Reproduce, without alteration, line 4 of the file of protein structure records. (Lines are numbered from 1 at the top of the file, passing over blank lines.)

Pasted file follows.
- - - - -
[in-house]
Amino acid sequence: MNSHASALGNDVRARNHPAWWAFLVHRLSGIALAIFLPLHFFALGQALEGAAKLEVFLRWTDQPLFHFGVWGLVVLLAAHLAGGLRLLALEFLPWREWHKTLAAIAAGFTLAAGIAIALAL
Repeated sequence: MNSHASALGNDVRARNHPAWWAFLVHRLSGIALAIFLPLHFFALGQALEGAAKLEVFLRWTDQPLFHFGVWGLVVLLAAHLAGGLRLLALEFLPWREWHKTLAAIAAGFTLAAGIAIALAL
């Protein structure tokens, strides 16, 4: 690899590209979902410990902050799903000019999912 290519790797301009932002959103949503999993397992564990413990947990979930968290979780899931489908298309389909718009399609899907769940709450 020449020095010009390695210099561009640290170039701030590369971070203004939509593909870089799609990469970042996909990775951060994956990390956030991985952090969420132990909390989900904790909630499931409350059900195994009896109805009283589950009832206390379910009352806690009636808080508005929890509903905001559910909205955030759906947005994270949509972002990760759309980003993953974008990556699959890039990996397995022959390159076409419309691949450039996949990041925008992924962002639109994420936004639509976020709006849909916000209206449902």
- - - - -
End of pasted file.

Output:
């Protein structure tokens, strides 16, 4: 690899590209979902410990902050799903000019999912 290519790797301009932002959103949503999993397992564990413990947990979930968290979780899931489908298309389909718009399609899907769940709450 020449020095010009390695210099561009640290170039701030590369971070203004939509593909870089799609990469970042996909990775951060994956990390956030991985952090969420132990909390989900904790909630499931409350059900195994009896109805009283589950009832206390379910009352806690009636808080508005929890509903905001559910909205955030759906947005994270949509972002990760759309980003993953974008990556699959890039990996397995022959390159076409419309691949450039996949990041925008992924962002639109994420936004639509976020709006849909916000209206449902």